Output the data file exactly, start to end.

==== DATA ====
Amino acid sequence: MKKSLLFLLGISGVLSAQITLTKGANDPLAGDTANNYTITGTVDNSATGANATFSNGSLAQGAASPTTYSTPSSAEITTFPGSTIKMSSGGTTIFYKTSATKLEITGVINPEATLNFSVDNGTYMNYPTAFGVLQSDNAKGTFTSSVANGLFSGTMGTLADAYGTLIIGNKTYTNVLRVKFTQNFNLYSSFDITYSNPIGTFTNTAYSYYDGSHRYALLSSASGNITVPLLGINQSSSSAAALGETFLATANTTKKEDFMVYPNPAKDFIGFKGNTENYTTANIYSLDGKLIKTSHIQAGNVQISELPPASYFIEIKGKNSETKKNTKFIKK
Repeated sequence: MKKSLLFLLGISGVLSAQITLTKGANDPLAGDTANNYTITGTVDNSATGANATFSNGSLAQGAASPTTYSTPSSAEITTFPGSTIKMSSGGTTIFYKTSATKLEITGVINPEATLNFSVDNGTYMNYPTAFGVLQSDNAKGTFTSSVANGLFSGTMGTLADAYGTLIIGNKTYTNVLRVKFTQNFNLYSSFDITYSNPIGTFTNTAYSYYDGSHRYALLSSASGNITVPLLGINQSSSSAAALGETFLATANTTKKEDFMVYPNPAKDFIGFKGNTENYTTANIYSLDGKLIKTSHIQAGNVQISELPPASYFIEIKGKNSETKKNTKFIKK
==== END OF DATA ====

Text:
Amino acid sequence: MKKSLLFLLGISGVLSAQITLTKGANDPLAGDTANNYTITGTVDNSATGANATFSNGSLAQGAASPTTYSTPSSAEITTFPGSTIKMSSGGTTIFYKTSATKLEITGVINPEATLNFSVDNGTYMNYPTAFGVLQSDNAKGTFTSSVANGLFSGTMGTLADAYGTLIIGNKTYTNVLRVKFTQNFNLYSSFDITYSNPIGTFTNTAYSYYDGSHRYALLSSASGNITVPLLGINQSSSSAAALGETFLATANTTKKEDFMVYPNPAKDFIGFKGNTENYTTANIYSLDGKLIKTSHIQAGNVQISELPPASYFIEIKGKNSETKKNTKFIKK
Repeated sequence: MKKSLLFLLGISGVLSAQITLTKGANDPLAGDTANNYTITGTVDNSATGANATFSNGSLAQGAASPTTYSTPSSAEITTFPGSTIKMSSGGTTIFYKTSATKLEITGVINPEATLNFSVDNGTYMNYPTAFGVLQSDNAKGTFTSSVANGLFSGTMGTLADAYGTLIIGNKTYTNVLRVKFTQNFNLYSSFDITYSNPIGTFTNTAYSYYDGSHRYALLSSASGNITVPLLGINQSSSSAAALGETFLATANTTKKEDFMVYPNPAKDFIGFKGNTENYTTANIYSLDGKLIKTSHIQAGNVQISELPPASYFIEIKGKNSETKKNTKFIKK